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Learn to Recognize Possible Harmful Consequences of Decisions In Time

TUE 21.9.
13:00 - 14:55
Marble Hall
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NOTE: In-Person Workshop: Maximum capacity of 24 people. Virtual Workshop: Maximum capacity of 8 people, and a minimum of 3 (join here: https://zoom.us/j/95856668466?pwd=WWZNWW0rZlRwK01IY1oxeDRtcENBUT09).

Good design delivers results. Excellent design delivers them while doing no harm. Anyone who strives for excellence needs to adopt a habit of asking themselves the question, “Who might get harmed by our decisions before we enact them?” 

In order to develop this habit, we need to turn design thinking on its head. Instead of reducing complexity, we need to embrace it by respecting the needs of end users as well as everyone else who is impacted by the product or service throughout its lifecycle.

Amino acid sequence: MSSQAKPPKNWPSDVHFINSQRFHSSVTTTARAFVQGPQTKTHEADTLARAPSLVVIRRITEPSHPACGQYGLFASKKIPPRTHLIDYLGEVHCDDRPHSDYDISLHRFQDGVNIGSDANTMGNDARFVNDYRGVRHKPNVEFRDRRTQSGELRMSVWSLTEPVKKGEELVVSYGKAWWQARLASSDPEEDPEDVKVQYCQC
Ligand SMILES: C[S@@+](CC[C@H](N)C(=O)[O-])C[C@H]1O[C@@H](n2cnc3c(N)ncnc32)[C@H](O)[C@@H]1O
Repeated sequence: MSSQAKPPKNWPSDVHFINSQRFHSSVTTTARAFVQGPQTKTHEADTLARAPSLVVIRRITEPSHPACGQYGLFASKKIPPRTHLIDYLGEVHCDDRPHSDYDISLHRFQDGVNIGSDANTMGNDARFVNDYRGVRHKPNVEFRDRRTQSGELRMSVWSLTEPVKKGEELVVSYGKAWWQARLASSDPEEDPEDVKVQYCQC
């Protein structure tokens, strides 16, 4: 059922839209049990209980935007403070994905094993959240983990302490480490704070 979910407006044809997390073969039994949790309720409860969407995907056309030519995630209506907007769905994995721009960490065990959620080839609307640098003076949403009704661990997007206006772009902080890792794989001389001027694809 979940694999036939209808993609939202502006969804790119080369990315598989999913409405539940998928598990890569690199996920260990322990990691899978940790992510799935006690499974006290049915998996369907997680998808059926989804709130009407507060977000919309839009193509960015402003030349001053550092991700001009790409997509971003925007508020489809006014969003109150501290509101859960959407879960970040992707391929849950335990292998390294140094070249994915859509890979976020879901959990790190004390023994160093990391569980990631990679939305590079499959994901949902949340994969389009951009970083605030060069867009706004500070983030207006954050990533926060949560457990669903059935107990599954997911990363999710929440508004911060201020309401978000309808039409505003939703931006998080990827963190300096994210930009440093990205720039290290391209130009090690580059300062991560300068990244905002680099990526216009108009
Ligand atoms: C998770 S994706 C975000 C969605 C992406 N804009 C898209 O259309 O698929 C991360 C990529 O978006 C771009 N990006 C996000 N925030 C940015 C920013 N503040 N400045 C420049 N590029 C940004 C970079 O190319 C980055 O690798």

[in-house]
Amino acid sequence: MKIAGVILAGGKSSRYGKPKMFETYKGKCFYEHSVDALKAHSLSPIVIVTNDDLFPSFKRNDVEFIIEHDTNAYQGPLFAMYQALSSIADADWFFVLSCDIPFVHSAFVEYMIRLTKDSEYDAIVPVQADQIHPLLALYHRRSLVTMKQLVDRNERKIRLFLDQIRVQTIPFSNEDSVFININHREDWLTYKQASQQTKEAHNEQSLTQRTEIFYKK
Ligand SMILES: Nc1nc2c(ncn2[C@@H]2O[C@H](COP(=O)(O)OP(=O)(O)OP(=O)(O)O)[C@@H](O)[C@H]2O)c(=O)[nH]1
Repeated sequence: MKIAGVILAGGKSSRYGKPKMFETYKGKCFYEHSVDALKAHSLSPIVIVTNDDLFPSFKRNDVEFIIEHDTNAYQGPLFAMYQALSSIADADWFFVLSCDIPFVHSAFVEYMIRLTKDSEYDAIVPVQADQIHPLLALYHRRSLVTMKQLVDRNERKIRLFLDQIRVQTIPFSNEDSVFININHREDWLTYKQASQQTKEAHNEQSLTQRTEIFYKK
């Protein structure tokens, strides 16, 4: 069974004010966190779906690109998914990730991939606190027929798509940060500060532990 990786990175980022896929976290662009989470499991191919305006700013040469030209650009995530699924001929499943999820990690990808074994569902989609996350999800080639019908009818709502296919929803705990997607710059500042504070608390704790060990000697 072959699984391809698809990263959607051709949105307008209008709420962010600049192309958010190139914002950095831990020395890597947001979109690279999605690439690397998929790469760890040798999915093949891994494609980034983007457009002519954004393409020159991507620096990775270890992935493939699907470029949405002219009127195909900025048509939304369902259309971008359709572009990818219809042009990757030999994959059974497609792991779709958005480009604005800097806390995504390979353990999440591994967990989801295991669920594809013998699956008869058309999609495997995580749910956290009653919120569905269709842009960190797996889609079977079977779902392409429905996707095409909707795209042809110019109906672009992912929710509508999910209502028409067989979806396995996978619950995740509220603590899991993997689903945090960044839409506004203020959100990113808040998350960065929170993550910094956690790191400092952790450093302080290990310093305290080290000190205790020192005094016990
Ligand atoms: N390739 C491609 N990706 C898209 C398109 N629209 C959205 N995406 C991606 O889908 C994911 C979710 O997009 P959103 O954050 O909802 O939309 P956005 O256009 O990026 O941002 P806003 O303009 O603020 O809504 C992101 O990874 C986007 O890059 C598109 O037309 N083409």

This workshop is open to anybody (regardless of their professional title or affiliation) who wants to know what it takes to consider the potentially harmful consequences of a decision. We will explore the topic in a playful way, using two specialized card games – The Thing From The Future and Moral Agent.

DURING THE WORKSHOP:

- You’ll split into small groups and ideate solutions to creative prompts describing possible futures.
- Then, each group will add a specific ethical consideration to their creative prompt and attempts to incorporate it into the solutions.  
- Next, you will discuss possible answers to the question, “What can we do to be sure that our solutions do no harm?”
- And finally, all the groups will present their solutions and share their answers to the question.

Matěj Malecha

Service Designer @ Pábení

Matěj and his colleagues in Pábení are service designers who specialize in creating projects with sustainable business models that have a positive impact on the environment and society. 

Pábení works with commercial companies as well as NGOs and governmental agencies, encouraging them to adopt sustainable principles as much as their situation allows. Their design approach is centered around rapid iterations and participation from as many stakeholders as possible. 

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